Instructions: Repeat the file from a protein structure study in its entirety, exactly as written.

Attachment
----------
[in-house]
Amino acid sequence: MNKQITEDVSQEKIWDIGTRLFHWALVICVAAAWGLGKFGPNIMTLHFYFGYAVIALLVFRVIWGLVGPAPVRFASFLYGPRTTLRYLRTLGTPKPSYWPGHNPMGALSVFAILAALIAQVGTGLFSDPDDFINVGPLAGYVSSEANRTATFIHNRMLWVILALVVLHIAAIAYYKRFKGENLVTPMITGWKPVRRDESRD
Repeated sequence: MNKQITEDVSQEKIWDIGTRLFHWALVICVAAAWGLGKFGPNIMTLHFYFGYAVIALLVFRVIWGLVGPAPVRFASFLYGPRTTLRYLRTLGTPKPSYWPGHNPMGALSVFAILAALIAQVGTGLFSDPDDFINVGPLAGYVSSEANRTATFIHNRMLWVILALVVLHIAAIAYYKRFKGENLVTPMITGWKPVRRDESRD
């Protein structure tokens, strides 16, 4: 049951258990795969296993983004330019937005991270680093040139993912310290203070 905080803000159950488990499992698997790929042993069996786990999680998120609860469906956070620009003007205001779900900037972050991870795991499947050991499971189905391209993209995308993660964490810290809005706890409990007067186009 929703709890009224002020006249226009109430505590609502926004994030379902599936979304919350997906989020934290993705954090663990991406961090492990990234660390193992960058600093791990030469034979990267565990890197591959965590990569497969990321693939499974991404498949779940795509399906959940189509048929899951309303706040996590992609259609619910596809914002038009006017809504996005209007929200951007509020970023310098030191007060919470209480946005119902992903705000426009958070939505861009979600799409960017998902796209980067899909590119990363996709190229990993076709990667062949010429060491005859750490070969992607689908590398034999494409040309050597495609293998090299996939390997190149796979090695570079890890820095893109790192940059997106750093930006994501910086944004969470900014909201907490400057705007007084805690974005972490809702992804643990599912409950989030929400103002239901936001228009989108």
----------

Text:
[in-house]
Amino acid sequence: MNKQITEDVSQEKIWDIGTRLFHWALVICVAAAWGLGKFGPNIMTLHFYFGYAVIALLVFRVIWGLVGPAPVRFASFLYGPRTTLRYLRTLGTPKPSYWPGHNPMGALSVFAILAALIAQVGTGLFSDPDDFINVGPLAGYVSSEANRTATFIHNRMLWVILALVVLHIAAIAYYKRFKGENLVTPMITGWKPVRRDESRD
Repeated sequence: MNKQITEDVSQEKIWDIGTRLFHWALVICVAAAWGLGKFGPNIMTLHFYFGYAVIALLVFRVIWGLVGPAPVRFASFLYGPRTTLRYLRTLGTPKPSYWPGHNPMGALSVFAILAALIAQVGTGLFSDPDDFINVGPLAGYVSSEANRTATFIHNRMLWVILALVVLHIAAIAYYKRFKGENLVTPMITGWKPVRRDESRD
């Protein structure tokens, strides 16, 4: 049951258990795969296993983004330019937005991270680093040139993912310290203070 905080803000159950488990499992698997790929042993069996786990999680998120609860469906956070620009003007205001779900900037972050991870795991499947050991499971189905391209993209995308993660964490810290809005706890409990007067186009 929703709890009224002020006249226009109430505590609502926004994030379902599936979304919350997906989020934290993705954090663990991406961090492990990234660390193992960058600093791990030469034979990267565990890197591959965590990569497969990321693939499974991404498949779940795509399906959940189509048929899951309303706040996590992609259609619910596809914002038009006017809504996005209007929200951007509020970023310098030191007060919470209480946005119902992903705000426009958070939505861009979600799409960017998902796209980067899909590119990363996709190229990993076709990667062949010429060491005859750490070969992607689908590398034999494409040309050597495609293998090299996939390997190149796979090695570079890890820095893109790192940059997106750093930006994501910086944004969470900014909201907490400057705007007084805690974005972490809702992804643990599912409950989030929400103002239901936001228009989108």